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City Audit Vindicates Former Chief Of VEDC Accused of Irregularities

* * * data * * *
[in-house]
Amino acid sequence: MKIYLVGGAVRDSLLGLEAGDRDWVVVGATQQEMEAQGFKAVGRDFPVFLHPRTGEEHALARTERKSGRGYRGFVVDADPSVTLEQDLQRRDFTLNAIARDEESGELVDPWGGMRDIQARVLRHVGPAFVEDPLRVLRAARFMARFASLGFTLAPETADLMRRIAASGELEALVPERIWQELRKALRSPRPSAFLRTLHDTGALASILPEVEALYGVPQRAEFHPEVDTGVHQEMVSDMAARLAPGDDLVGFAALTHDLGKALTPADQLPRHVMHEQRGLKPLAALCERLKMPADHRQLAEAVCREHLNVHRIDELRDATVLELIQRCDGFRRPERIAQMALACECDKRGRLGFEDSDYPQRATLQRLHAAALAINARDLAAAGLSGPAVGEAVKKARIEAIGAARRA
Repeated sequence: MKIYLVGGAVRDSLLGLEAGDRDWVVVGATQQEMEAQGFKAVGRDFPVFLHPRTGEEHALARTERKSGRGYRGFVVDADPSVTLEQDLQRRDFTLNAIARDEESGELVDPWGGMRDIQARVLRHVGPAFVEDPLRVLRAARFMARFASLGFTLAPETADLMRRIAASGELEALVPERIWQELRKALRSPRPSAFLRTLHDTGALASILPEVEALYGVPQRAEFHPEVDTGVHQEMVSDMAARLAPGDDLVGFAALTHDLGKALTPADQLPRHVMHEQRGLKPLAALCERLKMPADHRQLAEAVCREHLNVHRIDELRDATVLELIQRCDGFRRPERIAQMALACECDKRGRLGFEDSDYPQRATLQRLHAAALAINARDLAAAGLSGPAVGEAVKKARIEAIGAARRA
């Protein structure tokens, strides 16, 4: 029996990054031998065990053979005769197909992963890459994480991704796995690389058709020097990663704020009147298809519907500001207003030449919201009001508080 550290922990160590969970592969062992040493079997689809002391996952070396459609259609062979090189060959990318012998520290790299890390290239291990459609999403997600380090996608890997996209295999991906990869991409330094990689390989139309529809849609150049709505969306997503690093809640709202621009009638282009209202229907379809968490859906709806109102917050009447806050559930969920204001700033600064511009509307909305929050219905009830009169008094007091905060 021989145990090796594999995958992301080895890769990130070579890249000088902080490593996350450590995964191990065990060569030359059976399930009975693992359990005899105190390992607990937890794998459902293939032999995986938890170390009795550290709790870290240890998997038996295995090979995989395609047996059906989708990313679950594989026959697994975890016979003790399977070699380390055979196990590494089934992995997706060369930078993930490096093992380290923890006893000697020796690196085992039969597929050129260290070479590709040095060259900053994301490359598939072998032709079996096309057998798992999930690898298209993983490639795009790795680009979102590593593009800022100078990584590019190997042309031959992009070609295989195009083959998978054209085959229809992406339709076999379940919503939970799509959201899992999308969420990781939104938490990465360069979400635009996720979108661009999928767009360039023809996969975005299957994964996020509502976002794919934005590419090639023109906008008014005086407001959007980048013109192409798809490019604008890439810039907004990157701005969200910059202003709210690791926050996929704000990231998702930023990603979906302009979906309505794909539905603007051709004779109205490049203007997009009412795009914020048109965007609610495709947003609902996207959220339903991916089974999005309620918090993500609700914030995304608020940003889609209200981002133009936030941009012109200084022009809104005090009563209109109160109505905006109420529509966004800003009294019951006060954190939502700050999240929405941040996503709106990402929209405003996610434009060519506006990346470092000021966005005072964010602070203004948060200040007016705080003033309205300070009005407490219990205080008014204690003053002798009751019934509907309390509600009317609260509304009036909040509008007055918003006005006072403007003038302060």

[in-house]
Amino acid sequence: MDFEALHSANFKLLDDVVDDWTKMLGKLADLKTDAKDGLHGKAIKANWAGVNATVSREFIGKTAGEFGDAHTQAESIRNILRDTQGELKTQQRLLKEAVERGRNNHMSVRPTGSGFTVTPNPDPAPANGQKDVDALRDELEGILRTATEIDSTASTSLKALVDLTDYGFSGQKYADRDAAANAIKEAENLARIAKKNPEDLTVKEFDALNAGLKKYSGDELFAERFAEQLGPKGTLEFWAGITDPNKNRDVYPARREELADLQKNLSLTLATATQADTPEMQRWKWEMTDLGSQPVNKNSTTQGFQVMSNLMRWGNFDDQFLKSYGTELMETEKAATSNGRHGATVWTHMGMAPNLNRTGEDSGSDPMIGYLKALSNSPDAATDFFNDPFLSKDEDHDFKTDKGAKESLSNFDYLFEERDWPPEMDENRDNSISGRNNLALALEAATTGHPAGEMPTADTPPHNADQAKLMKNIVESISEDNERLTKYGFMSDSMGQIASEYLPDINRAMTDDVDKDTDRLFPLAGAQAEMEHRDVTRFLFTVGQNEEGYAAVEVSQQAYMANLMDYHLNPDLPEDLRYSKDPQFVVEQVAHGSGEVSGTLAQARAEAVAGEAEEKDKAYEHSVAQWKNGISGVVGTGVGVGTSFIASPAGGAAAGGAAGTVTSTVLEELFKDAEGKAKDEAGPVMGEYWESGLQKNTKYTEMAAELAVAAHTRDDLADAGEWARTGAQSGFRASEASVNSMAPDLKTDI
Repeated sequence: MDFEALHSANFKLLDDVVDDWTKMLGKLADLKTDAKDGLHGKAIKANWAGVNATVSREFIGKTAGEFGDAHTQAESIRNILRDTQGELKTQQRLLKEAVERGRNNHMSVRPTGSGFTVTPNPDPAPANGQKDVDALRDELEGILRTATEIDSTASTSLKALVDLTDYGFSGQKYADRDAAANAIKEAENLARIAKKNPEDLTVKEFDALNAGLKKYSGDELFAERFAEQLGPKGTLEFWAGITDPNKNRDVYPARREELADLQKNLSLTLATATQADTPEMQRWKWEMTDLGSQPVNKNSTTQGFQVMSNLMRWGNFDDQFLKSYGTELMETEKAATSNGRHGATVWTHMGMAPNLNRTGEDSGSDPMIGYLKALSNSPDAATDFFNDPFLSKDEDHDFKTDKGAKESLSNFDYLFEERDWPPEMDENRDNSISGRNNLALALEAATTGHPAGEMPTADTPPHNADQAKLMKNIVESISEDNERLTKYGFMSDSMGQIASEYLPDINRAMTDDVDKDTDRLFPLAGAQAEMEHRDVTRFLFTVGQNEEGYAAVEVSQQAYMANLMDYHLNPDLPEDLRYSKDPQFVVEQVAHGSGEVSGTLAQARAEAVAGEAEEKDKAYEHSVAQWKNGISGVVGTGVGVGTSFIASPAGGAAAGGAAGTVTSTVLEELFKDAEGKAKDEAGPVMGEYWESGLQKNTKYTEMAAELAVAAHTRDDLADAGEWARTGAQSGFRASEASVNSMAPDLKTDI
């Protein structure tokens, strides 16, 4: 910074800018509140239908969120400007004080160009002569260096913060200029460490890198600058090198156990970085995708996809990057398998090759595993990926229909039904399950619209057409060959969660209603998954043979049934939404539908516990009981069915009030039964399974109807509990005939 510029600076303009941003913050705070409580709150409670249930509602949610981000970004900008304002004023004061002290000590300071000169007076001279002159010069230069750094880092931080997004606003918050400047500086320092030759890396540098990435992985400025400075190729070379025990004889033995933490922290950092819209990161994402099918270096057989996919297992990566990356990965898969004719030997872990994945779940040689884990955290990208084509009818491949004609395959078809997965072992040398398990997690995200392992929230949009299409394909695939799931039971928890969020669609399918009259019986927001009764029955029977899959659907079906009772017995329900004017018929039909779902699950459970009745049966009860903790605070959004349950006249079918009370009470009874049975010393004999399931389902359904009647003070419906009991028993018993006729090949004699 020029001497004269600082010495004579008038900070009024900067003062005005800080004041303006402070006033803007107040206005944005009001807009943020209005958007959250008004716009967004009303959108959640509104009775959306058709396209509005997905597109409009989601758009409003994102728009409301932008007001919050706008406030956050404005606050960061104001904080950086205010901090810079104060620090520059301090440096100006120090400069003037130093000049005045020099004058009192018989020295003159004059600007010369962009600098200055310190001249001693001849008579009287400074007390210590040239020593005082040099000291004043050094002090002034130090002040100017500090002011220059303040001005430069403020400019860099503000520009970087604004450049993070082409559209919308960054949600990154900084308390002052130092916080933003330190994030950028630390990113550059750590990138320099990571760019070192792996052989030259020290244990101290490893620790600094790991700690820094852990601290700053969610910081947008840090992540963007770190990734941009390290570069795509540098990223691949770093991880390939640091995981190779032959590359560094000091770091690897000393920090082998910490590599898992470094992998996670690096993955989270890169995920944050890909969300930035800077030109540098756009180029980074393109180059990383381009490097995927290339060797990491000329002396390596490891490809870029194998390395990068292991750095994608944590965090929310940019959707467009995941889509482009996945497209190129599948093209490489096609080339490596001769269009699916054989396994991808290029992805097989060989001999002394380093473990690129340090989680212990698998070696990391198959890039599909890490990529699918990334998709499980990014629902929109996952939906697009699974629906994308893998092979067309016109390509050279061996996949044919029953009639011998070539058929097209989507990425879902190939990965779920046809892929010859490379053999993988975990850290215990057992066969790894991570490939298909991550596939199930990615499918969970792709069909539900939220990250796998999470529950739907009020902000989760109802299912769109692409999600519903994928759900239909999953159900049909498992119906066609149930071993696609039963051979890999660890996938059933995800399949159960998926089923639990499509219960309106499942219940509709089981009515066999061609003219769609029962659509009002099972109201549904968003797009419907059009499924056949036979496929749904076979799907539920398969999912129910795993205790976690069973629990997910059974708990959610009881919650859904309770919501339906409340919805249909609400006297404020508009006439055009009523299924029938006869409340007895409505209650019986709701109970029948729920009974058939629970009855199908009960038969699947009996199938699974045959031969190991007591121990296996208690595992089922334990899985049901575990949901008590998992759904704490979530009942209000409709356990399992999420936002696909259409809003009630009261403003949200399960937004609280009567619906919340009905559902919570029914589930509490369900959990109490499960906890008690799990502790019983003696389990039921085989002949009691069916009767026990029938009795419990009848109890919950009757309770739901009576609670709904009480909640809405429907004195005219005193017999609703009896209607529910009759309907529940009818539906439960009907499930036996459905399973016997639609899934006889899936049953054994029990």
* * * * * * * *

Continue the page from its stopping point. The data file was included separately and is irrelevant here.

A draft audit by the city of Los Angeles found no financial irregularities by the Valley Economic Development Center and concluded that its former president, John Rooney, did nothing illegal by accepting consulting fees while on the job. Still, the board of the non-profit business assistance organization will revisit policies that allow top officials to accept fees in addition to their regular salaries, VEDC officials said. “The board will discuss it. (The early consensus) is, the president and the CEO shouldn’t get fees, but we’re waiting for the final report before we begin taking a harder look at it,” said Roberto Barragan, the group’s interim president. The final city audit is due out any day, but the draft report concluded that Rooney did nothing illicit by accepting $5,700 in fees for his role in helping Signs 2000, a Canoga Park sign maker, to secure $1.2 million in venture capital from a Japanese businessman. The independent audit, which was ordered by L.A. Mayor Richard Riordan after questions were raised about the deal last summer, confirms that Rooney was entitled to such fees under his employment contract with the board, said Marvin Selter, VEDC’s chairman. The city audit, as well as an independent audit commissioned by the VEDC board, found no other financial irregularities, Selter said. “I think it’s a total vindication of the VEDC,” said Selter. Rooney, who has been working as a private consultant since leaving the VEDC in August, said the audit comes as vindication for him as well. “I’m glad that finally the public knows I did things with integrity. This was a political issue. I’m glad it’s finally over,” Rooney said. “The good thing is, the VEDC will continue to do good work in the community.” Rooney was forced out of the VEDC as a result of a falling out between himself and then-VEDC Chairman and Chief Executive David Honda. Honda, a general contractor, asked for Rooney’s resignation last summer after expressing dissatisfaction with his fiscal management and stewardship of the organization. Honda and other board members were also concerned about Rooney accepting consulting fees at a time when the agency was having a difficult time financially. Rooney fought back by enlisting the support of several other board members, who asked Honda to resign for allegedly micromanaging the organization. Honda consented in July, but his ouster prompted several other board members to resign in protest. Rooney, under pressure from critics, resigned his job a short time later. The auditors also examined whether Honda should have accepted a contracting job from a business that had received a VEDC loan, but concluded that the deal was consistent with agency policy at the time. Honda was unavailable for comment. The VEDC operates several small-business assistance programs for training and advising entrepreneurs throughout the San Fernando Valley. Its largest source of funding is the U.S. Department of Commerce.

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